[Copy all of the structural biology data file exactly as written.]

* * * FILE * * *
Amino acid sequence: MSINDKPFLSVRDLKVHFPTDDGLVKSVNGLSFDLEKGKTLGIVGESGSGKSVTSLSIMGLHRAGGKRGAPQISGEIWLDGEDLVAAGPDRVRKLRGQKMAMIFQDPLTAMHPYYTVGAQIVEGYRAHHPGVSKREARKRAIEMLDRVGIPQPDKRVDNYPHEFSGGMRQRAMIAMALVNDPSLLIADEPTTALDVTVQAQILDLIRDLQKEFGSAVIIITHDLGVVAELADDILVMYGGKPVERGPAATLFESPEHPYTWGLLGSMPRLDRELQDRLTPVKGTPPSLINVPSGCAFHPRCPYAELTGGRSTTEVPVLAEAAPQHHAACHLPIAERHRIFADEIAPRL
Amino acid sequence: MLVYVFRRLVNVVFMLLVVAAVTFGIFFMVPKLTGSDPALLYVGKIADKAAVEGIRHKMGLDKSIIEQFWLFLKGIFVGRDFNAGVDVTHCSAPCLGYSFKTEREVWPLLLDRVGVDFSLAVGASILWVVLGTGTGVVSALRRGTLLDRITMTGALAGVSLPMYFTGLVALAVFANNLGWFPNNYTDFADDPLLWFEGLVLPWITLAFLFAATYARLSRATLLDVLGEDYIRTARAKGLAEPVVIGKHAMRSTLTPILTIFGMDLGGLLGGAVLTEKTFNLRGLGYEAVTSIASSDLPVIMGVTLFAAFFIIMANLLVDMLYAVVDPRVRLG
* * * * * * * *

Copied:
Amino acid sequence: MSINDKPFLSVRDLKVHFPTDDGLVKSVNGLSFDLEKGKTLGIVGESGSGKSVTSLSIMGLHRAGGKRGAPQISGEIWLDGEDLVAAGPDRVRKLRGQKMAMIFQDPLTAMHPYYTVGAQIVEGYRAHHPGVSKREARKRAIEMLDRVGIPQPDKRVDNYPHEFSGGMRQRAMIAMALVNDPSLLIADEPTTALDVTVQAQILDLIRDLQKEFGSAVIIITHDLGVVAELADDILVMYGGKPVERGPAATLFESPEHPYTWGLLGSMPRLDRELQDRLTPVKGTPPSLINVPSGCAFHPRCPYAELTGGRSTTEVPVLAEAAPQHHAACHLPIAERHRIFADEIAPRL
Amino acid sequence: MLVYVFRRLVNVVFMLLVVAAVTFGIFFMVPKLTGSDPALLYVGKIADKAAVEGIRHKMGLDKSIIEQFWLFLKGIFVGRDFNAGVDVTHCSAPCLGYSFKTEREVWPLLLDRVGVDFSLAVGASILWVVLGTGTGVVSALRRGTLLDRITMTGALAGVSLPMYFTGLVALAVFANNLGWFPNNYTDFADDPLLWFEGLVLPWITLAFLFAATYARLSRATLLDVLGEDYIRTARAKGLAEPVVIGKHAMRSTLTPILTIFGMDLGGLLGGAVLTEKTFNLRGLGYEAVTSIASSDLPVIMGVTLFAAFFIIMANLLVDMLYAVVDPRVRLG